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Is there Q_OBSOLETE or Q_DEPRECATED in C++ with QT 4.7?

Or is there a similar C++ macro or keyword?

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What do you want such a macro or keyword to do? –  bjoernz Nov 14 '10 at 21:02
1  
To issue a warning if deprecated constructs are found in use. See en.wikipedia.org/wiki/Deprecation for better explanation. –  Gad D Lord Nov 14 '10 at 21:26

5 Answers 5

up vote 0 down vote accepted

By "deprecated constructs", you really mean "deprecated member functions". You're asking for a compile-time warning to draw your attention to the call site of any deprecated function.

This isn't possible in any reasonable way in standard C++, and I don't see any attributes in G++ that would support this either. Qt can't really add a feature like that if the compiler doesn't have some support for it already.

However, Microsoft Visual C++ supports an __declspec(deprecated) extension, and I would imagine it's possible to write a compiler plugin for G++ 4.5 that adds a similar feature.

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It seems I missed __attribute__((deprecated)) in G++. –  Ken Bloom Jan 21 '11 at 15:07

If you use Q_DECL_DEPRECATED you should get the outcome you are looking for e.g.:

Q_DECL_DEPRECATED void foo();
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this should be the accepted answer. –  dom0 Sep 13 at 23:00
  1. Pull the real function out of public scope.
  2. Create another function with the same name in public scope.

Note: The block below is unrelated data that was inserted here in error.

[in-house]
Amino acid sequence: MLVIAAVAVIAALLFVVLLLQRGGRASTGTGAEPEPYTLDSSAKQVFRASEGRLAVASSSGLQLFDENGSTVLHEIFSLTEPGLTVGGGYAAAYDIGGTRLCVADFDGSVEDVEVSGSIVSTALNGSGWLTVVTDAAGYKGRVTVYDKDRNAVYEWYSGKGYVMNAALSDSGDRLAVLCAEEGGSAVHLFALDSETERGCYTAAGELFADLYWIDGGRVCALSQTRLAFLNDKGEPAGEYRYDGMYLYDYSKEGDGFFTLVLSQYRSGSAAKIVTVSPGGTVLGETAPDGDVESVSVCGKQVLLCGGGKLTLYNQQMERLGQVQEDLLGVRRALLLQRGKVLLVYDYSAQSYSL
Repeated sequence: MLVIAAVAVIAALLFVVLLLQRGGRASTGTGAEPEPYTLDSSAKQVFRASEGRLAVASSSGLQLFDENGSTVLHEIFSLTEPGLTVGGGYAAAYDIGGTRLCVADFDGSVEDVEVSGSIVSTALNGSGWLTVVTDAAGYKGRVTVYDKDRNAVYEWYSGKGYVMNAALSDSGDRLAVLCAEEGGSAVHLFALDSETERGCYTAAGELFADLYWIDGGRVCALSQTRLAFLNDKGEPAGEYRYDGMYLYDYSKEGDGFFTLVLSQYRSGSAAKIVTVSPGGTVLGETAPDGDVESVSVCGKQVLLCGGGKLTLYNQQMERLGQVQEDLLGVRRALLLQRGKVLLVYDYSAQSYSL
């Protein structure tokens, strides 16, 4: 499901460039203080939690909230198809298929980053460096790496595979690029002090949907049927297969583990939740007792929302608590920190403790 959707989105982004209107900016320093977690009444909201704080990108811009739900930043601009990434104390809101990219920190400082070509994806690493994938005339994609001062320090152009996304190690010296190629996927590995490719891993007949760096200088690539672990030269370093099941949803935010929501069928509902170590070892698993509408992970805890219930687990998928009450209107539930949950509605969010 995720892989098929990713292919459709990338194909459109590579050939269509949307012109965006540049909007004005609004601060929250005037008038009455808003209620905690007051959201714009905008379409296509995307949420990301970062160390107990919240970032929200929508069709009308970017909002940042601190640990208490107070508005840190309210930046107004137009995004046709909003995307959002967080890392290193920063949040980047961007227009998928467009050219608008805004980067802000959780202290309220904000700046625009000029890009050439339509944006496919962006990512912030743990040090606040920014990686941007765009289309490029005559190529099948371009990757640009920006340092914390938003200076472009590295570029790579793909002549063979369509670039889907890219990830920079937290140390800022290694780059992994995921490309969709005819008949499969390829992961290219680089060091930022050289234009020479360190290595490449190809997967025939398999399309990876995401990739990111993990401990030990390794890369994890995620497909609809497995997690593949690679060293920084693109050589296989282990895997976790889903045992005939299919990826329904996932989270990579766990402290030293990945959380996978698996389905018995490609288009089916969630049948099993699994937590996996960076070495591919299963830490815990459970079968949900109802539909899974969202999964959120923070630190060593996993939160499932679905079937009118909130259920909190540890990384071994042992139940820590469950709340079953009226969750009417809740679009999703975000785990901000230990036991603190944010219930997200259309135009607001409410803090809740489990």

3. Insert your warning/fail code in that function.
  4. Call the original with the new.
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Can't emit a compile time warning that way. –  Ken Bloom Nov 15 '10 at 21:19

Just use the

#warning 

directive

although is not C++ standard is quite unlikely you will encounter a compiler that does not support it (see this SO question).

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Windows / MSVC is a fairly common target with Qt, so I have to disagree with "quite unlikely." –  Kaleb Pederson Nov 15 '10 at 19:16

You might want to do something similiar yourself:

#ifdef Q_TREAT_OBSOLETE_AS_ERRORS
#define Q_OBSOLETE(X) \
        BOOST_STATIC_ASSERT(false); \
        X

#else 
#define Q_OBSOLETE(X) X
#endif

This construction simply substitutes some deprecated code / part of code if there is no Q_TREAT_OBSOLETE_AS_ERRORS defined and generates compilation-time error otherwise.

Note that BOOST_STATIC_ASSERT has no scope limitations, so does the Q_OBSOLETE macro.

Probably this is not the best way to solve your problem and actually I'm not sure this is useful.

You might just mark the code as @obsolete or simply point it out in the comments.

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This doesn't work. This will cause compile errors if the deprecated code is compiled, whether or not that code is called from somewhere else. –  Ken Bloom Nov 15 '10 at 5:11
    
@Ken Well, it's obviously that you don't have a way to check if some code chunk is actually being called. This static assertions thing simply helps drawing attention to the compilation of deprecated features. Actually, all this Q_OBSOLETE stuff seems pretty unnecessary for me. –  Yippie-Ki-Yay Nov 15 '10 at 9:04
    
he's asking (I think) because he's used to Java, which can annotate functions as deprecated, and give you a compiler warning when you try to use them. –  Ken Bloom Nov 15 '10 at 14:50

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